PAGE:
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OF HIGHLY COMPLEX COMPONENT SURFACES AND ROUGH EGGS

Steinbeis experts from Pforzheim and Optik-Elektro Huber develop innovative manufacturing process

There are two marked trends occurring in many fields of technology at the moment. The first is a significant shift toward miniaturization, and the other is higher levels of integrated technical functions within products. This goes hand in hand with a need for ultimate quality and functionality, especially in sensitive areas such as the aerospace industry and medical technology. The Steinbeis Transfer Center for Production and Organization in Pforzheim and Optik-Elektro Huber have successfully met these requirements: Their joint project has been honored with the 2019 Steinbeis Foundation Transfer Award – the Löhn Award.

Huber, an optical electronics company from Enzberg near the Baden-Wuerttemberg city of Mühlacker, is specialized in the production of small batches of highly complex mechanical parts used in aerospace and medical technology. For example, it produces components used in valves required to operate impeccably at temperatures as low as -100°C. It is not possible to use elastomer seals at such temperatures and as a result metal functional surfaces are needed to achieve the right seals, which typically involve tightly positioning metal on metal. This is only achievable if surfaces offer minimal levels of roughness and ultimate precision.

To meet such requirements, Huber joined forces with the Pforzheim-based Steinbeis Transfer Center for Production and Organization to develop a new process that would help eliminate the possibility of a variety of processes negatively impacting surfaces – from machining to final packaging before shipping.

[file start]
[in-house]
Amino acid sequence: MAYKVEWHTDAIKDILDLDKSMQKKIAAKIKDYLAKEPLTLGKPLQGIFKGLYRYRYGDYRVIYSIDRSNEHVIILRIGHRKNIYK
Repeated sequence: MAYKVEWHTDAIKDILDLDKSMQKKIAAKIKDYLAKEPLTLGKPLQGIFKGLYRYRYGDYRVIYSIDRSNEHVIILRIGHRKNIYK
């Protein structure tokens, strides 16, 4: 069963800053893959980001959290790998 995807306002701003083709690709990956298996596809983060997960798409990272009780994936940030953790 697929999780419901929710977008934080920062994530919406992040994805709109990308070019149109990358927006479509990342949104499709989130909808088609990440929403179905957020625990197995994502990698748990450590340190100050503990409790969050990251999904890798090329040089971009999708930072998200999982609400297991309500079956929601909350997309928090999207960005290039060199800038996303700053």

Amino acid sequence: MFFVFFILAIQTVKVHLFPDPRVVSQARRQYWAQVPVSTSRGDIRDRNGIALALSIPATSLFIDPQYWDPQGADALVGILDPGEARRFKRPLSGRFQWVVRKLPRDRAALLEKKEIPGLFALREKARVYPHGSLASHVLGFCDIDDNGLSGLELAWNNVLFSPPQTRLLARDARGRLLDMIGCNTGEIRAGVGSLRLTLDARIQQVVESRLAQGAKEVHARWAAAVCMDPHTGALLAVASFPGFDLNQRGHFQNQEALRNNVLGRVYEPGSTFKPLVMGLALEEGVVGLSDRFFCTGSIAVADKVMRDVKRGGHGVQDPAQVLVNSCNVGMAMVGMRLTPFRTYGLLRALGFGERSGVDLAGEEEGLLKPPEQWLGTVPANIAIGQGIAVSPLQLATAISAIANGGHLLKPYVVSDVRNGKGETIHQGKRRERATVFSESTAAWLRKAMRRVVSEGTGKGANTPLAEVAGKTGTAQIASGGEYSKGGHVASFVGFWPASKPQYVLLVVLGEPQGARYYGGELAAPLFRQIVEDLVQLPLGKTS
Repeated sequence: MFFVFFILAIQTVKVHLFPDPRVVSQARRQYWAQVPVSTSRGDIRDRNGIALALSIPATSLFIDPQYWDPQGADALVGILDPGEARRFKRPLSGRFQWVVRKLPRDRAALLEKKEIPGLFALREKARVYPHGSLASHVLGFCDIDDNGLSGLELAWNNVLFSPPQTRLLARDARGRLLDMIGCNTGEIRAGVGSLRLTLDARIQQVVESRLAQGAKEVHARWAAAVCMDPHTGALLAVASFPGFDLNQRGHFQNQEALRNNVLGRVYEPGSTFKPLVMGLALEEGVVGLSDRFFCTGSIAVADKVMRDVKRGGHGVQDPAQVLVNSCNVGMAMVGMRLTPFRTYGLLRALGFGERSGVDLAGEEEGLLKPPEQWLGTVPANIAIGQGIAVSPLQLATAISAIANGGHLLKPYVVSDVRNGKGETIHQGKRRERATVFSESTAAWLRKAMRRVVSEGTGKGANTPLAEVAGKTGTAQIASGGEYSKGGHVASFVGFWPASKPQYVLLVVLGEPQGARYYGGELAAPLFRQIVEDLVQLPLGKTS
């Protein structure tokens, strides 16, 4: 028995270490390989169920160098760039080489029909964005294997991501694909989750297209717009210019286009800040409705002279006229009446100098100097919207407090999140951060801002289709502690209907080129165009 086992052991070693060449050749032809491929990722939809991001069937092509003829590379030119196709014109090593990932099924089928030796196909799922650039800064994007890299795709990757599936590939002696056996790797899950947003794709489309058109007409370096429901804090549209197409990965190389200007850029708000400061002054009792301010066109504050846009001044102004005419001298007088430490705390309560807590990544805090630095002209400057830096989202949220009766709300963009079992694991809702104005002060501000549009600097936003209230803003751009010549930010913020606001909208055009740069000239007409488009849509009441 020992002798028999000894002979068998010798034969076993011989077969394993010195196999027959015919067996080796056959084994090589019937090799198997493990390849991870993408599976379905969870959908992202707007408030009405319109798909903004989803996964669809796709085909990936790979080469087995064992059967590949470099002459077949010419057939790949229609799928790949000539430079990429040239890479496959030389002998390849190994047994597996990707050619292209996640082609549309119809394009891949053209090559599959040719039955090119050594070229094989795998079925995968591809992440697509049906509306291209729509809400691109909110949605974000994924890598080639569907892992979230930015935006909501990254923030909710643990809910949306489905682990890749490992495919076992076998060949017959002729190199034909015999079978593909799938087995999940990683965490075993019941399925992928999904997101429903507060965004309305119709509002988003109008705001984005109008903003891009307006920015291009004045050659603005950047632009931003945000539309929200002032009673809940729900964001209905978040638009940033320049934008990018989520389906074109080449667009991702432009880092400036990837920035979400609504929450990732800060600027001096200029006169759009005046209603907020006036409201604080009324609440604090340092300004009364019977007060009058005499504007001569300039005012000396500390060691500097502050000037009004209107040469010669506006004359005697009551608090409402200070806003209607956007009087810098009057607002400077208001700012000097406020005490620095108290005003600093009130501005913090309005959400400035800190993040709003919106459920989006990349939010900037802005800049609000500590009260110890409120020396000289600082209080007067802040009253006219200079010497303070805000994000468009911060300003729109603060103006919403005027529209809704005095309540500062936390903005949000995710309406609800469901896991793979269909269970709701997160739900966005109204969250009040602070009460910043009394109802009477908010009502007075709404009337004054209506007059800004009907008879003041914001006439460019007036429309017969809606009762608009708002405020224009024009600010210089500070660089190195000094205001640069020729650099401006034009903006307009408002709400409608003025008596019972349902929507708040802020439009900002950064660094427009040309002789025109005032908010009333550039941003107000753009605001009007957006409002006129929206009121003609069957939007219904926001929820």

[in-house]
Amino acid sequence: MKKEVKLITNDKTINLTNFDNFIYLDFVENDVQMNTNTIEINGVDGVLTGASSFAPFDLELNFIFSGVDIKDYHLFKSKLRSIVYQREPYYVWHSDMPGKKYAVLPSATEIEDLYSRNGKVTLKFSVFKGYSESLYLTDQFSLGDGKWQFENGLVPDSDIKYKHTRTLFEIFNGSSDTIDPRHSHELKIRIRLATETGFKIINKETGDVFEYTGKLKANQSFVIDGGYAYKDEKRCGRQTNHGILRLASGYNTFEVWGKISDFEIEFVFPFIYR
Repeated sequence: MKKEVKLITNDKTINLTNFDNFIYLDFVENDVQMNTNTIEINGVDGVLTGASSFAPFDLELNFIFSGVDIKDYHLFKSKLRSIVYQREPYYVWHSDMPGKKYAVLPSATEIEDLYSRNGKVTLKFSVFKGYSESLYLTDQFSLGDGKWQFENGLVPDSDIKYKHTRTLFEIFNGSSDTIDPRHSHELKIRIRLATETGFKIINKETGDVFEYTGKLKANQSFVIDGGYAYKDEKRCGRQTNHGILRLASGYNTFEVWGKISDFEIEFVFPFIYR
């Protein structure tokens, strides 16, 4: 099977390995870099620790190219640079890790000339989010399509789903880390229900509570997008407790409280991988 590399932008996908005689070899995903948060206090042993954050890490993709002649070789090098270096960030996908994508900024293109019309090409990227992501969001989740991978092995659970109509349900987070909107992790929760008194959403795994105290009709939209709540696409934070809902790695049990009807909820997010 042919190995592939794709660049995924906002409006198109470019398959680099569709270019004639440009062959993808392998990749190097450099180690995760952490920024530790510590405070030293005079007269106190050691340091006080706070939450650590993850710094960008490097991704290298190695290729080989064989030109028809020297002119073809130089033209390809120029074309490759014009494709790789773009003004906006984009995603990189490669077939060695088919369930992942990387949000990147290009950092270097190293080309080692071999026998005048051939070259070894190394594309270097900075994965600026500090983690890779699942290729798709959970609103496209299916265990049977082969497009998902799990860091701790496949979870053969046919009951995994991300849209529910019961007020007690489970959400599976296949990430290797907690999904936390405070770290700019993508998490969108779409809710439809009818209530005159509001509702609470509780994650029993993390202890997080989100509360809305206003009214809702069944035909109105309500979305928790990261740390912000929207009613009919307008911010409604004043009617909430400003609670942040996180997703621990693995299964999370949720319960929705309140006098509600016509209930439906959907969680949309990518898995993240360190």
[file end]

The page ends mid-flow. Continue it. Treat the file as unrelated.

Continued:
Their fully automated solution revolves around an autonomous manufacturing cell that processes components individually in order to avoid potential damage inflicted on surfaces by parts accidentally bumping into to one another – without having a detrimental impact on the overall process. At the heart of the unit lies a new kind of cleansing system which allows factors with an influence on cleansing to be taken into account (temperature, cleansing time, mechanical support, and chemical use). The system works in such a way that despite having to use extremely environmentally friendly cleaning agents, all required processes can take place in parallel to component machining. This safeguards ultimate quality standards at a minimal cost.

In addition to developing the technology behind the system and setting it up, the project partners planned a commercialization strategy to extend the new technology’s potential field of application; this strategy is now being systematically implemented. The project has allowed both partners to demonstrate how an overarching approach to problem-solving and close collaboration between science and business can result in innovative technologies and concepts capable of securing competitiveness in the long term. Achieving this through the project has been honored by the Steinbeis Foundation Transfer Award – the Löhn Award.


“WE WANT TO SHOW OUR CUSTOMERS THAT WE ALLOW BOTH PARTIES TO BE SUCCESSFUL WITH OUR INNOVATIVE SOLUTIONS.”
An interview with Prof. Dr.-Ing. Herbert Emmerich and Thilo Huber